Dorian Benkoil senior consultant at Teeming Media. An award-winning journalist and editor, he was a foreign correspondent for AP and Newsweek, and international and managing editor for ABCNews.com. At ABC News he moved to the business side, handling sales integration and business development, before joining Fairchild Publications as General Manager for their Internet division, becoming editorial director for mediabistro.com, then a consultant for Teeming Media in New York. He graduates this year with an MBA from Baruch's Zicklin school of business. Learn more about him at Benkoil.com or his blog - MediaFlect.com.
Robert Cauthorn is a journalist, former vice president of digital
media at the San Francisco Chronicle, and was the third recipient of
the Newspaper Association of America's prestigious Digital Pioneer
Award. He launched one of the first five newspapers web sites in the
world and is generally considered to have delivered the first
profitable newspaper web site in 1995. Cauthorn has been in the middle
of the transition from old media to new and is recognized as
frank-talking critic when he believes newspapers stray for their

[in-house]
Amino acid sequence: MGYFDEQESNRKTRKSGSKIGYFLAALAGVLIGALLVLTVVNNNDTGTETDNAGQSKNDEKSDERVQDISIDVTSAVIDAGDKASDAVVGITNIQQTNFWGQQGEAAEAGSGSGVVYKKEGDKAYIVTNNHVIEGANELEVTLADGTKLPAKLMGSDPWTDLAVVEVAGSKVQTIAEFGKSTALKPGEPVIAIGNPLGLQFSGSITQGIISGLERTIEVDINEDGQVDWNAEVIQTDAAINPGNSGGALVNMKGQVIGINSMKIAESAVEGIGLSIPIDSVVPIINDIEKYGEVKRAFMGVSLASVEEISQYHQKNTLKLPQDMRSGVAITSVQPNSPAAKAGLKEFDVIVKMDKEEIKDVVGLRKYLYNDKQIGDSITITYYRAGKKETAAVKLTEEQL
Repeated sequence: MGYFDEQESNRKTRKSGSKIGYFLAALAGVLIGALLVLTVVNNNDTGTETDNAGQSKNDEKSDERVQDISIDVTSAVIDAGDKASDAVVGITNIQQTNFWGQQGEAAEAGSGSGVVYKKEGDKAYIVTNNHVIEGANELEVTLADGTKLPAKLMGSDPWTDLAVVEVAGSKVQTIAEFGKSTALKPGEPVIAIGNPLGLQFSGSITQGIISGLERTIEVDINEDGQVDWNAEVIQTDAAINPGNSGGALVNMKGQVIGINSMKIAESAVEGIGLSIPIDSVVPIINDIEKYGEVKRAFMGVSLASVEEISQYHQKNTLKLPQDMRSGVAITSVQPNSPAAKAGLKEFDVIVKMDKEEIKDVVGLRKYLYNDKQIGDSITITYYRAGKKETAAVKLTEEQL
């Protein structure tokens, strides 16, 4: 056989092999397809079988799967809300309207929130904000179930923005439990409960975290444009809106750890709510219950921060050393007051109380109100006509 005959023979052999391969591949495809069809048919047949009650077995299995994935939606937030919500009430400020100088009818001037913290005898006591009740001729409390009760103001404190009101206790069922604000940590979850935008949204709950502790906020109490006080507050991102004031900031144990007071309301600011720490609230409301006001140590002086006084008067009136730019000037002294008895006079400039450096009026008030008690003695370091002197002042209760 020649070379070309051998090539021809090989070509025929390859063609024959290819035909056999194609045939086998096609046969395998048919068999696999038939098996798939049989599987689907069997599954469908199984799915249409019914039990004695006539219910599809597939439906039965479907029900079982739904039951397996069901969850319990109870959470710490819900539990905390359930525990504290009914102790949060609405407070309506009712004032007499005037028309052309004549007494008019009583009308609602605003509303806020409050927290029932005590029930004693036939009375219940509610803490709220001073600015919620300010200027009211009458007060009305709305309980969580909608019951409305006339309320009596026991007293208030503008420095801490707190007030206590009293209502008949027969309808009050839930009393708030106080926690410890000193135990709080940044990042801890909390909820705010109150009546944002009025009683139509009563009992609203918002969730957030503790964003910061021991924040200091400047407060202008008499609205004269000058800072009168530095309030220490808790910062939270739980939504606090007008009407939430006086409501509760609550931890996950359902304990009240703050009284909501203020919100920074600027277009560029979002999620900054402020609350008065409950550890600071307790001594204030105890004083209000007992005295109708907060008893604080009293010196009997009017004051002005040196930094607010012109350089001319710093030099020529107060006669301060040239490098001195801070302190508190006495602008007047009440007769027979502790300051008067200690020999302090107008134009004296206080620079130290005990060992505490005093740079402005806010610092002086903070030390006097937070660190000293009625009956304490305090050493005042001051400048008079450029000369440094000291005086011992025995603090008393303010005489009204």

mission. In mid-2004 he became the president of CityTools, LLC a new
media startup based in San Francisco.
Ben Compaine has divided his career between the academic world and private business. He was a journalist when manual typewriters were considered state of the art, but also led the conversion of his college newspaper to cold type. He has started and managed weekly newspapers. His dissertation at Temple University in 1977 was about the changing technologies that were going to unsettle the landscape of the staid and low profit newspaper industry. Since then he has focused his research and consulting on examining the forces and trends at work in the information industries. Among his most well-known works (and the name of his blog) is "Who Owns the Media?".
Vin Crosbie has been called "the Practical Futurist" by Folio, the trade journal of the American magazine industry. Editor & Publisher magazine, the trade journal of the American newspaper industry, devoted the Overview chapter of executive research report Digital Delivery of News: A How-to Guide for Publishers to his work. His speech to the National Association of Broadcasters annual conference was one of 24 orations selected by a team of speech professors for publication in the reference book Representative American Speeches 2004-2005. He has keynoted the Seybold Publishing Strategies conference in 2000; co-chaired and co-moderated last year's annual Beyond the Printed Word the digital publishing conference in Vienna; and regularly speaks at most major online news media conferences. He is currently in residence as adjunct professor of visual and interactive communications and senior consultant on executive education in new media at Syracuse University's S.I. Newhouse School of Public Communications, and meanwhile is managing partner of the media consulting firm of Digital Deliverance LLC in Greenwich, Connecticut.